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The interesting thing, though, is that the origin of this lie starts at a very young age and likely comes from both an innate and socialized source. In regards to the innate piece, evidence suggests that young boys have an evolutionary predisposition for physicality, aggressiveness, and competition that is in-born, and exceeds that of girls. These characteristics set the stage for a belief that “being tough” is synonymous with being a male. As socialization increases, boys often come to understand that tears, whining, and acknowledgments of vulnerability are not often rewarded in the annals of popularity and attention. I noticed this with my oldest son and the dynamics that developed in the classroom during his first few years of formal schooling. His transparent communication skills (including admissions of vulnerability) might have helped him avert a major problem or sanction, but it sure wasn’t going to win him status as an “alpha male”, which everybody in the class knew exactly who that was. And just like many of the other boys (despite their interpersonal frustrations), this is where he aspired.

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Fortunately, as the years have ensued, it has provided for many conversations about what is just important for his health and well-being, and the relationships he has and will have someday. But for many boys, these types of conversations (and related modeling) occur infrequently at best, and never at worst. And so, many boys become men who still subscribe to the notion that a real man “just deals with it,” even if in reality what happens looks more like being “dealt with it” instead of any semblance of true growth and coping. If increased isolation/anxiety, 40 pounds of weight gain, chronic sleeplessness, and/or constant alcohol use (among other common outcomes) are dealing with it, we need to rethink just where our perspective lies.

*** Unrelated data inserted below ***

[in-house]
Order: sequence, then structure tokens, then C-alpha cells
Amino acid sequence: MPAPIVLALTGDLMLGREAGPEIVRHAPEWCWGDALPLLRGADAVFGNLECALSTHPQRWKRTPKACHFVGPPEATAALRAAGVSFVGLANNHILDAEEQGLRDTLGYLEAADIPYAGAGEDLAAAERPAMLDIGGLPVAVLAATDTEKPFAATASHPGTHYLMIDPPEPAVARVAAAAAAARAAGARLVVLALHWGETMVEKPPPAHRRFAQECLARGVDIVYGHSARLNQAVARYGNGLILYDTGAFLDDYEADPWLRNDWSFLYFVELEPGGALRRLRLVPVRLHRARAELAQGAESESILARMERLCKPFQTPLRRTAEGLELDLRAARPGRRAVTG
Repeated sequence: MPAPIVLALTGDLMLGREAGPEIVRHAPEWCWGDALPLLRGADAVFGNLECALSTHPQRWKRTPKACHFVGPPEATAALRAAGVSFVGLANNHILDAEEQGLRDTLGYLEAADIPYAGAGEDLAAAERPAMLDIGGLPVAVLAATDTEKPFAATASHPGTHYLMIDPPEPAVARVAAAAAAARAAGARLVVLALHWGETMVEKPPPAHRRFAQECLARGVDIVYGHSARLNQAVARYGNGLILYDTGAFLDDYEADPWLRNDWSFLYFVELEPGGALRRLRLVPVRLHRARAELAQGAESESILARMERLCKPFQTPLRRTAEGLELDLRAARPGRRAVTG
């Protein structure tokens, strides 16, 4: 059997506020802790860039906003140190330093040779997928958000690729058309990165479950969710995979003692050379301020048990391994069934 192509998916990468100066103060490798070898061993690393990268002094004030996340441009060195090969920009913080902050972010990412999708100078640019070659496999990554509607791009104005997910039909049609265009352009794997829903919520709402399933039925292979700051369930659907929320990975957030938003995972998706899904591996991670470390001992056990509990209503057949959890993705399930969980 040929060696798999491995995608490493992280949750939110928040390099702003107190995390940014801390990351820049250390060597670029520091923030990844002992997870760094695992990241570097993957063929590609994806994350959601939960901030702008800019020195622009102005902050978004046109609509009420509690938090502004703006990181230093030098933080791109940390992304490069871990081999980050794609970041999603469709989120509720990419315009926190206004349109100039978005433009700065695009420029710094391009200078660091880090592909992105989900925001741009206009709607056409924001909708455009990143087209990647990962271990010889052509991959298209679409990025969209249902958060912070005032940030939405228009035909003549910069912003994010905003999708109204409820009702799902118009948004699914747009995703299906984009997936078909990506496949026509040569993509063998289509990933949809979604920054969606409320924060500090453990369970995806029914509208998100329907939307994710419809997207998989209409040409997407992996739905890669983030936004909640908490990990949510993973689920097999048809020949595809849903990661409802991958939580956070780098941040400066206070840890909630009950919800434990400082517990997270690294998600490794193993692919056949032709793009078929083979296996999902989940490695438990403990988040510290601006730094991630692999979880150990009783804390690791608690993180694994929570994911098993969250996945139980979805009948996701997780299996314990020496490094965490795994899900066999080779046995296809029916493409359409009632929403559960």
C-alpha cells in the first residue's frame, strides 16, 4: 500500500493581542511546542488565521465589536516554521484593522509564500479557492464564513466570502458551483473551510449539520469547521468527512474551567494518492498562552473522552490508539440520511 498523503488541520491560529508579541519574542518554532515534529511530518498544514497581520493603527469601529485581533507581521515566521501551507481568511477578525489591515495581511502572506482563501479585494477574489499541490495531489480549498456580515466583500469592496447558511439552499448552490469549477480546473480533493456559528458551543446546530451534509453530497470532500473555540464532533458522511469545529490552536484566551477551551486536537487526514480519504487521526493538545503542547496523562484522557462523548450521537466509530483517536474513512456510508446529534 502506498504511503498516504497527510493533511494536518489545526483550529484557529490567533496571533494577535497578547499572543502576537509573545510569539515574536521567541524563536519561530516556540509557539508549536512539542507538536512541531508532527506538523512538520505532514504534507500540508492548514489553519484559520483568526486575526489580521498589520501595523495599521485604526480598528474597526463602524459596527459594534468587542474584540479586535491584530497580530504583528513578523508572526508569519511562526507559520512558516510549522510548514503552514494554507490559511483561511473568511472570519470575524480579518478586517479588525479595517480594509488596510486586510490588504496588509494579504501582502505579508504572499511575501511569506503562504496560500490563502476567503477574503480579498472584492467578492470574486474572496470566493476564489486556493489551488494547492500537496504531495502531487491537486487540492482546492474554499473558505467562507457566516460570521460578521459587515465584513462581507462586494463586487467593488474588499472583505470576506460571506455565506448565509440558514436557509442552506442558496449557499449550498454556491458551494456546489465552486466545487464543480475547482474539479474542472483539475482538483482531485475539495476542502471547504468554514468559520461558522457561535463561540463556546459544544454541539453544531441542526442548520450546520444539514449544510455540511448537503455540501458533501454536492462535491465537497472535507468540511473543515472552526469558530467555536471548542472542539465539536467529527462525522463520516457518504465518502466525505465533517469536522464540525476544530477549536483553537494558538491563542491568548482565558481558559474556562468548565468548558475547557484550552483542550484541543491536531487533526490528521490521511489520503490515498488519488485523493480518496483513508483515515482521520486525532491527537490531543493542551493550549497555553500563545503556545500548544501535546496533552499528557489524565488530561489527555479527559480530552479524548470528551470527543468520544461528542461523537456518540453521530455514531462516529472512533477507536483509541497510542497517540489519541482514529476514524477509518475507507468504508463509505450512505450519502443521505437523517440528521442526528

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So what am I asking? Well, I guess I am asking for us men to consider redefining what masculinity looks like, and what it does not. As someone who has done an Ironman, multiple ultra-marathons, and is the father of seven kids, I am not suggesting that we stop pushing through reasonable pain and challenges at times in pursuit of a greater purpose. I am also not recommending that we broadcast our trials and tribulations to just anyone (online or otherwise). But what I am asking is that we take to heart an old ultra-marathon rule. That is, when someone is asked about how the trail is ahead (by a runner yet to have traversed this section), don’t ever say that it is easier than it really is. Tell them the truth – let them know where the hills get particularly sharp and where the pitfalls lie and just how far is left to go. Because if you are the runner who receives that false information, and you suddenly reach a stretch that seems much longer and more difficult than expected, demoralization will likely ensue. As in life, situations of hopelessness are not improved by false hope, but rather honest answers that can illuminate a plan to follow. Consider that when are honest with ourselves and others, our boys get a better perspective on just what life is all about. We also get a better opportunity to pursue a more effective course.

If we teach our boys to tell the truth (e.g., “Yeah, it has been difficult because of ABC, but what I am learning is XYZ”), then as they grow up, they will not only connect with many others and themselves, they will learn to redefine courage and toughness as something that aligns with reason and truth, not a legend whose true story lacks the same muster. When this happens, the world suddenly becomes clearer and options previously unseen are illuminated more fully. And it is then that our boys learn how to “deal with it” in the most manly of ways.